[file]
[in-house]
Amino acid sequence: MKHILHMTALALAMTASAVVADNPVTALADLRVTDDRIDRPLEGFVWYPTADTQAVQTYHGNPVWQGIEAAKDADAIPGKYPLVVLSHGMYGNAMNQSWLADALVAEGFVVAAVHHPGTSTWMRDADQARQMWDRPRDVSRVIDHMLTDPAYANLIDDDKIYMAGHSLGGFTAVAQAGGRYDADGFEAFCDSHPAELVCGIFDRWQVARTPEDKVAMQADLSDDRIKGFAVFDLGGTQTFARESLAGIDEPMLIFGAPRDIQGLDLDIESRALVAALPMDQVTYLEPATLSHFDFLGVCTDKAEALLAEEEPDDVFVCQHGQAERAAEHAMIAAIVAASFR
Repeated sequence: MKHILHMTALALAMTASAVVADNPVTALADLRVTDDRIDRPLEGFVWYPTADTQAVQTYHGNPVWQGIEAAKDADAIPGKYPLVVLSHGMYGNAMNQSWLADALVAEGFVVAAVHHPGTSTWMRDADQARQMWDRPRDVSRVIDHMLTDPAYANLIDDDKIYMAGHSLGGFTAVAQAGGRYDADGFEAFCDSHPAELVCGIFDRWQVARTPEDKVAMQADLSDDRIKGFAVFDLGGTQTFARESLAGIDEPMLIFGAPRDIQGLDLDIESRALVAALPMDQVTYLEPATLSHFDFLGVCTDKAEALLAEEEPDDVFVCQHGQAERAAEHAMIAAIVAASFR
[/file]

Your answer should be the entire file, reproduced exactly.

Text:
[in-house]
Amino acid sequence: MKHILHMTALALAMTASAVVADNPVTALADLRVTDDRIDRPLEGFVWYPTADTQAVQTYHGNPVWQGIEAAKDADAIPGKYPLVVLSHGMYGNAMNQSWLADALVAEGFVVAAVHHPGTSTWMRDADQARQMWDRPRDVSRVIDHMLTDPAYANLIDDDKIYMAGHSLGGFTAVAQAGGRYDADGFEAFCDSHPAELVCGIFDRWQVARTPEDKVAMQADLSDDRIKGFAVFDLGGTQTFARESLAGIDEPMLIFGAPRDIQGLDLDIESRALVAALPMDQVTYLEPATLSHFDFLGVCTDKAEALLAEEEPDDVFVCQHGQAERAAEHAMIAAIVAASFR
Repeated sequence: MKHILHMTALALAMTASAVVADNPVTALADLRVTDDRIDRPLEGFVWYPTADTQAVQTYHGNPVWQGIEAAKDADAIPGKYPLVVLSHGMYGNAMNQSWLADALVAEGFVVAAVHHPGTSTWMRDADQARQMWDRPRDVSRVIDHMLTDPAYANLIDDDKIYMAGHSLGGFTAVAQAGGRYDADGFEAFCDSHPAELVCGIFDRWQVARTPEDKVAMQADLSDDRIKGFAVFDLGGTQTFARESLAGIDEPMLIFGAPRDIQGLDLDIESRALVAALPMDQVTYLEPATLSHFDFLGVCTDKAEALLAEEEPDDVFVCQHGQAERAAEHAMIAAIVAASFR